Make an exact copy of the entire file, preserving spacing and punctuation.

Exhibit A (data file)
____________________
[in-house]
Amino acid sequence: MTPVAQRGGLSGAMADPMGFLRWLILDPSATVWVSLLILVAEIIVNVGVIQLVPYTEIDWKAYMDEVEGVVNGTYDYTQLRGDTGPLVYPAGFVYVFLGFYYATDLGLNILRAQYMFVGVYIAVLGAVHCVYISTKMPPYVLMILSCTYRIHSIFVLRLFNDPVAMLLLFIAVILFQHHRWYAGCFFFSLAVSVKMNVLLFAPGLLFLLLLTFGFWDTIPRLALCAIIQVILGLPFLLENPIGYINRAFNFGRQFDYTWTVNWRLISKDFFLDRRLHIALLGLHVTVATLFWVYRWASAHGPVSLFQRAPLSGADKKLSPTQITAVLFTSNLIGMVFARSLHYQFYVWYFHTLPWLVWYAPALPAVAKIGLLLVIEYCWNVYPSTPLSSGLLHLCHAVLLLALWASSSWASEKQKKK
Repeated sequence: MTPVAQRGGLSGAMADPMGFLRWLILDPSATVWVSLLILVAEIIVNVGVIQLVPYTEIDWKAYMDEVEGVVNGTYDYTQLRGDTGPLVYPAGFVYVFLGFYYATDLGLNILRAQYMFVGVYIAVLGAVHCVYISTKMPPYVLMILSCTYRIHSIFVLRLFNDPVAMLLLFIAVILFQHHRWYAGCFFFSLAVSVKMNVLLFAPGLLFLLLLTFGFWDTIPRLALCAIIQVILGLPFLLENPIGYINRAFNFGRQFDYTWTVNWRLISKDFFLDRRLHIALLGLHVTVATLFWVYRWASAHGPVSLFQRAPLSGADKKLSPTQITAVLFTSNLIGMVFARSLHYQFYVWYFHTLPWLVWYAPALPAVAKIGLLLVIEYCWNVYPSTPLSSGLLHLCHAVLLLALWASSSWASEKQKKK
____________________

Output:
[in-house]
Amino acid sequence: MTPVAQRGGLSGAMADPMGFLRWLILDPSATVWVSLLILVAEIIVNVGVIQLVPYTEIDWKAYMDEVEGVVNGTYDYTQLRGDTGPLVYPAGFVYVFLGFYYATDLGLNILRAQYMFVGVYIAVLGAVHCVYISTKMPPYVLMILSCTYRIHSIFVLRLFNDPVAMLLLFIAVILFQHHRWYAGCFFFSLAVSVKMNVLLFAPGLLFLLLLTFGFWDTIPRLALCAIIQVILGLPFLLENPIGYINRAFNFGRQFDYTWTVNWRLISKDFFLDRRLHIALLGLHVTVATLFWVYRWASAHGPVSLFQRAPLSGADKKLSPTQITAVLFTSNLIGMVFARSLHYQFYVWYFHTLPWLVWYAPALPAVAKIGLLLVIEYCWNVYPSTPLSSGLLHLCHAVLLLALWASSSWASEKQKKK
Repeated sequence: MTPVAQRGGLSGAMADPMGFLRWLILDPSATVWVSLLILVAEIIVNVGVIQLVPYTEIDWKAYMDEVEGVVNGTYDYTQLRGDTGPLVYPAGFVYVFLGFYYATDLGLNILRAQYMFVGVYIAVLGAVHCVYISTKMPPYVLMILSCTYRIHSIFVLRLFNDPVAMLLLFIAVILFQHHRWYAGCFFFSLAVSVKMNVLLFAPGLLFLLLLTFGFWDTIPRLALCAIIQVILGLPFLLENPIGYINRAFNFGRQFDYTWTVNWRLISKDFFLDRRLHIALLGLHVTVATLFWVYRWASAHGPVSLFQRAPLSGADKKLSPTQITAVLFTSNLIGMVFARSLHYQFYVWYFHTLPWLVWYAPALPAVAKIGLLLVIEYCWNVYPSTPLSSGLLHLCHAVLLLALWASSSWASEKQKKK